IT projects go wrong all the time

I've worked most of the past fifteen years as a developer and have seen a number of large projects go wrong. In a large company where I worked, they embarked on a major new point-of-sale project without knowing how their major product was priced. The project collapsed shortly after that was discovered. That was probably the biggest failed project I have worked on but there have been others. 

The key aspect of many of these failed projects has been trying to deliver too much without sufficient oversight. Drip-feeding small successes is a great way to avoid monolithic failure. 

This article from Charles Arthur at the Guardian (you might've worked out by now that I appreciate the journalism from the Guardian) shows how large projects can fail to achieve what they set out to do.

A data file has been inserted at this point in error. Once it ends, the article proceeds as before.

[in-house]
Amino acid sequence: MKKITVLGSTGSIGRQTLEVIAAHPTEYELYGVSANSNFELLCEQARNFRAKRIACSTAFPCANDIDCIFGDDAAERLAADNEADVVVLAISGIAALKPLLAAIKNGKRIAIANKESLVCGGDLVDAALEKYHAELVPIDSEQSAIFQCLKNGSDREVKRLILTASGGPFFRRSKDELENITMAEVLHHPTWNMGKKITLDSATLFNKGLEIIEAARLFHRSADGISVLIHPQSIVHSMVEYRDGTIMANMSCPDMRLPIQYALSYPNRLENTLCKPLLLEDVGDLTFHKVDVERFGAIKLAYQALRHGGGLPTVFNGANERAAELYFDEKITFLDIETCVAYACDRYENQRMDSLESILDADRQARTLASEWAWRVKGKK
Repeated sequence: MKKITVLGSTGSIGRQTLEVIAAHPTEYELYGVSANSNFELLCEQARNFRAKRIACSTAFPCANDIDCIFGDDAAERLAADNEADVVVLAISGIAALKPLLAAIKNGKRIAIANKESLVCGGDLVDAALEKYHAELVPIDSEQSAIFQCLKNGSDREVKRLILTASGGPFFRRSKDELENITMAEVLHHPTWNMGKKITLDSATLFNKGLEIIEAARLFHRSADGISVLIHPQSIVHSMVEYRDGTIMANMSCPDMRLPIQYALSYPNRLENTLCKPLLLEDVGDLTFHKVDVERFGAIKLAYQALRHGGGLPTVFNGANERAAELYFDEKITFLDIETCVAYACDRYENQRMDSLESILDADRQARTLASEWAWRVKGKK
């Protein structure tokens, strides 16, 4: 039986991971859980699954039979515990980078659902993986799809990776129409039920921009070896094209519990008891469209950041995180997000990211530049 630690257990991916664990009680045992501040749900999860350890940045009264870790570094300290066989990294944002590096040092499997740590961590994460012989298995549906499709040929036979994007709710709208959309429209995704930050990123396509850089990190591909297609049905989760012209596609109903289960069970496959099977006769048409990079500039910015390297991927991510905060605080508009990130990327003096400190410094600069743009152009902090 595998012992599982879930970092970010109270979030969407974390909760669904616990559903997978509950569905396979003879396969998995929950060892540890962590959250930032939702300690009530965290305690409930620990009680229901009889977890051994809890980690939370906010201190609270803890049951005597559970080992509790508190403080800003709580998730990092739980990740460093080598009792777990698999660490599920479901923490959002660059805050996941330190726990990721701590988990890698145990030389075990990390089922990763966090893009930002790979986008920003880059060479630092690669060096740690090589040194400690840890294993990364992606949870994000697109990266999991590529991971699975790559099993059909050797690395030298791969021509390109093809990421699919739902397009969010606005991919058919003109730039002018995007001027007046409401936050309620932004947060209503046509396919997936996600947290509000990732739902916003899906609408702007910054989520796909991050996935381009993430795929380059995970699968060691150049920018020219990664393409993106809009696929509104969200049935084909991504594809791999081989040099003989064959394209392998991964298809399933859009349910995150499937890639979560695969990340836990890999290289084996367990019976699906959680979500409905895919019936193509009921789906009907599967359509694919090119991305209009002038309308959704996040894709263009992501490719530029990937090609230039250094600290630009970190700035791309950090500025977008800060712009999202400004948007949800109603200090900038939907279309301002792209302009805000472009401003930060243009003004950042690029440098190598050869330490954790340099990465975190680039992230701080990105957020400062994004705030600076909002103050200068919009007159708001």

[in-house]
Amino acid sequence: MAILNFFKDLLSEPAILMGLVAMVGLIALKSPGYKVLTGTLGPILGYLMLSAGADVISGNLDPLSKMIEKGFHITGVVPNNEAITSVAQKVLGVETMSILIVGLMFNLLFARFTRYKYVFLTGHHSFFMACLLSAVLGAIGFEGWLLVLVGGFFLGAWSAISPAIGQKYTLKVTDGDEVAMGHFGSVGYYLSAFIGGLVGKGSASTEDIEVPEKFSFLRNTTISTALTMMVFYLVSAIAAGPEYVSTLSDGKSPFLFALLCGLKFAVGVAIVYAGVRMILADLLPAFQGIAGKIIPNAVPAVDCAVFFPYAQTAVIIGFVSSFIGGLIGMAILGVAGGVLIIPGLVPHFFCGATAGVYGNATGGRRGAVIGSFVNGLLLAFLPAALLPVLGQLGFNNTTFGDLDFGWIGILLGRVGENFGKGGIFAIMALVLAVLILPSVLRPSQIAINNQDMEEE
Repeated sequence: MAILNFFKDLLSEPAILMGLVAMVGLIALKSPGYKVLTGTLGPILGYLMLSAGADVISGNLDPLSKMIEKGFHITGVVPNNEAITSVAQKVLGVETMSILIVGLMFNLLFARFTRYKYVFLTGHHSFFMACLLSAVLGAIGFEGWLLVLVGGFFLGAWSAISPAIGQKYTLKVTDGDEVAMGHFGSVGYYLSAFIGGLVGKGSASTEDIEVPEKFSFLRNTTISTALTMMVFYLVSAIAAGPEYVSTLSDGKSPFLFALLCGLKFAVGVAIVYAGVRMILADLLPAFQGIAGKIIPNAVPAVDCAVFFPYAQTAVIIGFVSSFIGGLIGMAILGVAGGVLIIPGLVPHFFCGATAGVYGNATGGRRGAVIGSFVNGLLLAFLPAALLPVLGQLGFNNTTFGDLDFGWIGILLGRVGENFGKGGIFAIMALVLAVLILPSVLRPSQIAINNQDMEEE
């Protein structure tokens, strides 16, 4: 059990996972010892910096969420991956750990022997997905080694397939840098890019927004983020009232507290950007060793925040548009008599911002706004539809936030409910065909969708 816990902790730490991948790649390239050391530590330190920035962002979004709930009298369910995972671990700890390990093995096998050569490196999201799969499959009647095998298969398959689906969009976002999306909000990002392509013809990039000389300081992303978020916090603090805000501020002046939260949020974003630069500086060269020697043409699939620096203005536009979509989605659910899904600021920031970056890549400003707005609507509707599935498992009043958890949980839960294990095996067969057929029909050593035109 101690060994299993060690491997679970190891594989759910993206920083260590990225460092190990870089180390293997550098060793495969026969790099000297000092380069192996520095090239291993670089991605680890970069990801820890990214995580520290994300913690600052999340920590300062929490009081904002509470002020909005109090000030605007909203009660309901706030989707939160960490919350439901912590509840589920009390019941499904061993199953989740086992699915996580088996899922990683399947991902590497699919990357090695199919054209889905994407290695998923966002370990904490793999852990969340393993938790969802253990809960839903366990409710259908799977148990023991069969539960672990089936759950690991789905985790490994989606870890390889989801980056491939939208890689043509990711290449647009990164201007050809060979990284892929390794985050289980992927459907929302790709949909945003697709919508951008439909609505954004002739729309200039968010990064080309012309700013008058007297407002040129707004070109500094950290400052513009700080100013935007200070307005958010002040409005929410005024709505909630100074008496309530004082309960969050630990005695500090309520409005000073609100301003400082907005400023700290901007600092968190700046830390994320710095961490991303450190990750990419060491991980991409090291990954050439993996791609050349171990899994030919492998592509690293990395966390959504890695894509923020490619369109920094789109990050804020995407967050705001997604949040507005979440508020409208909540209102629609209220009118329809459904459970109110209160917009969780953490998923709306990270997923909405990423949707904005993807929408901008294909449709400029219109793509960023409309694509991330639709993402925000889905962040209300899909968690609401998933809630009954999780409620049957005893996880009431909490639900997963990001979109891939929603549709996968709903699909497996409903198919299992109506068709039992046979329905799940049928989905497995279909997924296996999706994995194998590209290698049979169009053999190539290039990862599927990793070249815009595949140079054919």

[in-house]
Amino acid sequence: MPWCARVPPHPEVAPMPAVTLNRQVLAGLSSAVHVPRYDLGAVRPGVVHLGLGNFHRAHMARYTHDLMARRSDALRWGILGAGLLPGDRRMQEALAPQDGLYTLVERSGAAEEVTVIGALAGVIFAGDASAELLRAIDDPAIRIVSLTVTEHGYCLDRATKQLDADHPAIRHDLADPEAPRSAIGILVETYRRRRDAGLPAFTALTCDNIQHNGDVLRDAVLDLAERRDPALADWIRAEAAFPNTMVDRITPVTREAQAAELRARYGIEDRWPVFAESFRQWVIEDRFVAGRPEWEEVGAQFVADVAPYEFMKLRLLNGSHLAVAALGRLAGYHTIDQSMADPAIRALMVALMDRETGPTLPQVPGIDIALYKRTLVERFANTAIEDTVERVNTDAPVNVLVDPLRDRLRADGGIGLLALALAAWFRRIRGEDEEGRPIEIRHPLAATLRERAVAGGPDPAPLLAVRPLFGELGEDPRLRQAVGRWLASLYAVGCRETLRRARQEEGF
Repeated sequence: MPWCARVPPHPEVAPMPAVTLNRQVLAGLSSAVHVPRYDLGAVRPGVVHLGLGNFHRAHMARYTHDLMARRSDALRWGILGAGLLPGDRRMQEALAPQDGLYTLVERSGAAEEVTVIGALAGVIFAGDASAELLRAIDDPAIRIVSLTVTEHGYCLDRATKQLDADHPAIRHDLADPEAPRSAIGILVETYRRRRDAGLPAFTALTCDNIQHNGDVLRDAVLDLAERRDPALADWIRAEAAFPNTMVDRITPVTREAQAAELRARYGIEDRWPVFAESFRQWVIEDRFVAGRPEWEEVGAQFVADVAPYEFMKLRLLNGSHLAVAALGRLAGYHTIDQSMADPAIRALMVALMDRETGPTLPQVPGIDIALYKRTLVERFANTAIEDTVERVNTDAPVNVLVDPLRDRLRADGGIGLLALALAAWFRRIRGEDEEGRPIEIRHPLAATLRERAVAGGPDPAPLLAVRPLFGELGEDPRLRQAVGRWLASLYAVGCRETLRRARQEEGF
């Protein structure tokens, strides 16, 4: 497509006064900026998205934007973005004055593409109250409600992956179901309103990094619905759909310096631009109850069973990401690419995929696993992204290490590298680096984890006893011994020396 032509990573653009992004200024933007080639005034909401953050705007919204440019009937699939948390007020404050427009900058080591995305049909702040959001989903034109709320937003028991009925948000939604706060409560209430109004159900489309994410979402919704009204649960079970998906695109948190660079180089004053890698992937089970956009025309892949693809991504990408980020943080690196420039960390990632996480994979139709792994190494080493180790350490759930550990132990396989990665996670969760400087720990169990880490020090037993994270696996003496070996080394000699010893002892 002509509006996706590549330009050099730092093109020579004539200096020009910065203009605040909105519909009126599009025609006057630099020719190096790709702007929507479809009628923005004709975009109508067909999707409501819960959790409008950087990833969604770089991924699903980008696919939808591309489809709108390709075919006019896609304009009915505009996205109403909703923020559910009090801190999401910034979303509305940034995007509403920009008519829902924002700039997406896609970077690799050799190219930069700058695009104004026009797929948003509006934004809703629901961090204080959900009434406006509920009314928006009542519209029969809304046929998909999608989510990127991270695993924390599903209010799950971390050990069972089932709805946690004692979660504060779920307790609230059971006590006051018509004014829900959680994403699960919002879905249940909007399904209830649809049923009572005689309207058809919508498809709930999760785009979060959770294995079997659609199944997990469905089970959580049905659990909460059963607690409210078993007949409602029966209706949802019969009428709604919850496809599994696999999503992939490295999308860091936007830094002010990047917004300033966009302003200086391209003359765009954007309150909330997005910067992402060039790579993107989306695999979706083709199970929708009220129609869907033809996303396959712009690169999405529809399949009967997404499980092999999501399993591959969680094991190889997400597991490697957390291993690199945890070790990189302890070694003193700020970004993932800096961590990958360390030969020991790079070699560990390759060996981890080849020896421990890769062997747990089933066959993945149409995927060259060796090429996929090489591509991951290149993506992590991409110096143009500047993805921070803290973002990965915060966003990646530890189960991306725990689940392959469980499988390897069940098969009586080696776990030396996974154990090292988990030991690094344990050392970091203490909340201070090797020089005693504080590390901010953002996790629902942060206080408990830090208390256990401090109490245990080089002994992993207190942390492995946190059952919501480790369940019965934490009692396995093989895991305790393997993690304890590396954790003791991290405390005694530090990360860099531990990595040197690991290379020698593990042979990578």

According to people in the industry, it is probably because the process took two years. The more monolithic a computer project becomes, the less likely it is to withstand the continual shifts in the way that we use the internet.

It's obviously not as simple as all that.

IT projects are hard and there are always going to be failures. It's not like other sorts of construction where you can see that there is only half the bridge built and it is due next Tuesday.